Spirited Women You May Not Know…

Isabella Bird

All was bright with that brilliancy of sky and atmosphere, that blaze of sunshine and universal glitter…it gives one spirit enough for anything.
~ Isabella Bird (1831-1904)

Have you met Isabella Bird? If not, you’re in for a treat. Isabella was a British explorer, photographer, naturalist, philanthropist and international best-selling author back in the day it simply wasn’t the “done” thing for a woman to go gallivanting around the world – especially not on their own, and (gasp!) doing adventurous things.

A doctor prescribed a sea voyage to shake off the blues and insomnia that plagued Isabella after an operation on her back. Though frail as a girl, she was outspoken, incredibly curious and had an adventurous spirit, so she took to this idea with gusto. Over the years, she overcame bad health to have all sorts of epic adventures, mostly funded through her popular books. Isabella wrote vividly about the people, cultures, and natural wonders of places like India, Tibet, Persia, Kurdistan, Vietnam, Turkey, Malaysia and many more she explored – often the first European women to blaze a path – norms of the time be damned.

Isabella was progressive before that was a thing. At 16 she published her first “pamphlet,” addressing Free Trade vs. Protectionism – not the kind of issue top of my mind at that age. The rest of her life she defied Victorian Era conventions to smash barriers around the world and build understanding with her fellow humans.

Thanks to her 1873 800-mile horseback trek through the Rockies where she created quite a scandal by dressing practically in the age of corsets and crinolines and refusing to ride side saddle, some call her “America’s first badass literary mountain woman.” If you like the outdoor writing of Terry Tempest Williams, Thoreau, Abbey, etc. add Bird to your reading list. Some consider Isabella’s style a bit flowery, but I love her zesty attitude and descriptive detail that breathes life into a place.

On that Rocky Mountain expedition Isabella became fast friends with a “dear desperado” who had an affinity for violence and poetry – “A man any woman might love but no sane woman would marry” she wrote.

She could hold her own with anyone, even in bad weather and other harsh conditions. Some say Isabella should be right up there with explorers like Sirs Earnest Shackleton and Edmund Hillary. By the time Isabella was the first woman elected to the Royal Geographical Society in 1892 and later the Royal Photographic Society, she was a household name. She deserved that recognition and more.

Isabella Bird’s accomplishments included not just beautifully written tales of exotic locales where she adventured equipped with revolver and medicine chest, but also inspiring humanitarian work: She fought for Scottish worker’s rights, set up a school for missionaries and nurses in Africa, and established two hospitals including one for women in Kashmir named after her husband – Dr. Bishop (the doctor who originally encouraged her to travel.) Dr. B was ahead of his time too since he supported Isabella’s ongoing adventures while pursuing her for years and continued to do so after she finally said yes to tying the knot following the death of her beloved sister to typhoid. Tragically, John Bishop died only five years after they married.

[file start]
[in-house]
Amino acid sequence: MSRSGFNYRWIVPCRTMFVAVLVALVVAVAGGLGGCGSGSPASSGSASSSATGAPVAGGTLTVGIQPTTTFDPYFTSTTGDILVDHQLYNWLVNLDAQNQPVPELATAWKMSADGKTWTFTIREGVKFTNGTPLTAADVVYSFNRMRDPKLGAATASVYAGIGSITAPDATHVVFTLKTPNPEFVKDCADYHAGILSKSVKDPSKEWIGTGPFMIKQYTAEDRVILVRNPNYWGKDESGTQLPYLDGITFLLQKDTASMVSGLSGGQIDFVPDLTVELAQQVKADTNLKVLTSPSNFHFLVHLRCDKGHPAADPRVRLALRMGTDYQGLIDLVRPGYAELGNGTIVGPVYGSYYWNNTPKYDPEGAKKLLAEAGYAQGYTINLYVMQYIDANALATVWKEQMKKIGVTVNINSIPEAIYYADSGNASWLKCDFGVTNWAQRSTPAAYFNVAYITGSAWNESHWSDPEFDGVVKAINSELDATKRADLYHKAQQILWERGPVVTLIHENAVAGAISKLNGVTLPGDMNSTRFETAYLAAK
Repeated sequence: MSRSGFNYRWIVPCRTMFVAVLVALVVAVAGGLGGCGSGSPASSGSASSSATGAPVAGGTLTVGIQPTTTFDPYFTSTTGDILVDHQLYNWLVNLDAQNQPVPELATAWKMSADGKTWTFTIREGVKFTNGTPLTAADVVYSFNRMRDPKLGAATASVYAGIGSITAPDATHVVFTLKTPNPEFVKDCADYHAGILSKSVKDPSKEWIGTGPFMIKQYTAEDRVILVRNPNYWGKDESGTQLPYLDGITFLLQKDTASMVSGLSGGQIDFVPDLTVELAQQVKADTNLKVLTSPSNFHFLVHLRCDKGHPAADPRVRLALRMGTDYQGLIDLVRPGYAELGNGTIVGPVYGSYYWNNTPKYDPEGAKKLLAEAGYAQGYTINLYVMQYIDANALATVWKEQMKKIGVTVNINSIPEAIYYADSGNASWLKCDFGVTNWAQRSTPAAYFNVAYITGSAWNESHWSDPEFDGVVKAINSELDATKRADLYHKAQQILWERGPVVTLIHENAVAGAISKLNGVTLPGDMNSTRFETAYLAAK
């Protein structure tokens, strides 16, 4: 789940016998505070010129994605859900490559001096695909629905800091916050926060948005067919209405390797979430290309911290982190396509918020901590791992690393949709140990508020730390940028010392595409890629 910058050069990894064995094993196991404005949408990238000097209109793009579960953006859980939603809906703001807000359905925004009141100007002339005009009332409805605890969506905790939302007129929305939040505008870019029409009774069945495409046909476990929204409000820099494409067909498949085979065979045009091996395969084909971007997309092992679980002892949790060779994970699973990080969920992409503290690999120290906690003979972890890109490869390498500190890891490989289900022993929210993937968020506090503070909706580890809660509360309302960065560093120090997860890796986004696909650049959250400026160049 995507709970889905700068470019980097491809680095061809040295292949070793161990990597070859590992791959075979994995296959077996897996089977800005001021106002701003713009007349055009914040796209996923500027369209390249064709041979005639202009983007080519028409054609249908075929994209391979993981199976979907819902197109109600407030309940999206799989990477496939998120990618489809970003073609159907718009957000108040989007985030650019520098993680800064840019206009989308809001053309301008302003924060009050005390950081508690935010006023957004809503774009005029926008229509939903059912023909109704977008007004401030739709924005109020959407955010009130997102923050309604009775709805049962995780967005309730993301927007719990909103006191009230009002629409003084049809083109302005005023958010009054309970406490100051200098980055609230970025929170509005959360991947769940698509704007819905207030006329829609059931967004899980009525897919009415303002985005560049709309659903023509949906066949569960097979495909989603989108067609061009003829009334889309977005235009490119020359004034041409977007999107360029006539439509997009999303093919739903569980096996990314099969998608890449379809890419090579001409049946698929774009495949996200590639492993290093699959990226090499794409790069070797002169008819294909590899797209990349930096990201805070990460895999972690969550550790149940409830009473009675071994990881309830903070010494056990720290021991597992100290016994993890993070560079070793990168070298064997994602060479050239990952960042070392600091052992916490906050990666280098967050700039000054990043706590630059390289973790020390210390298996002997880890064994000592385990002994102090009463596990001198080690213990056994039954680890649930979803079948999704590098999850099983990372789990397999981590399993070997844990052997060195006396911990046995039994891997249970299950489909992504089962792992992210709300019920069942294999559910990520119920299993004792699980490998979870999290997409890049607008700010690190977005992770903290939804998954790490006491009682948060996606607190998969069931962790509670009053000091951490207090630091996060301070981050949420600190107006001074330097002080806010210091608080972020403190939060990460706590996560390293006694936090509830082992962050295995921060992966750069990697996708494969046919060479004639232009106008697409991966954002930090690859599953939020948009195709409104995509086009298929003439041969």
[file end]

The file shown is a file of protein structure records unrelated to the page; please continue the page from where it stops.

Still exploring at 70, Isabella travelled among the Berbers in Morocco, using a ladder to mount her black stallion, a gift from the Sultan.  She was planning another trip to China at the time of her death.

Isabella Lucy Bird lived a great big life on her own terms. Are you nurturing your dreams, living life on your own terms? It’s never too late.

Won’t you let your inner Isabella come out to play?

A few more Isabella quotes for you:

It is very cheerful to live among people whose faces are not…wrinkled by the worrying effort to “keep up appearances,” which deceive nobody.
~ Isabella Bird

The scarcely audible whisper of soft airs through the trees morning and evening, rain drops falling gently, and the murmur of drowsy surges far below, alone break the stillness.
~ Isabella Bird

Surely one advantage of traveling is that, while it removes much prejudice against foreigners and their customs, it intensifies tenfold one’s appreciation of the good at home.
~ Isabella Bird

For the benefit of other lady travelers, I wish to explain that my “Hawaiian riding dress” is the “American Lady’s Mountain Dress,” a half-fitting jacket, a skirt reaching to the ankles, and full Turkish trousers gathered into frills falling over the boots,—a thoroughly serviceable and feminine costume for mountaineering and other rough traveling, as in the Alps or any other part of the world.
~ Isabella Bird

The rush of a herd of bellowing yaks at a wild gallop, waving their huge tails, is a grand sight.
~ Isabella Bird

I sat down and knitted for some time – my usual resource under discouraging circumstances.
~ Isabella Bird

I have found a dream of beauty at which one might look all one’s life and sigh.
~ Isabella Bird

Finally, a classy insult Isabella-style: 

Yet, after all, they were not bad souls; and though he failed so grotesquely, he did his incompetent best.
~ Isabella Bird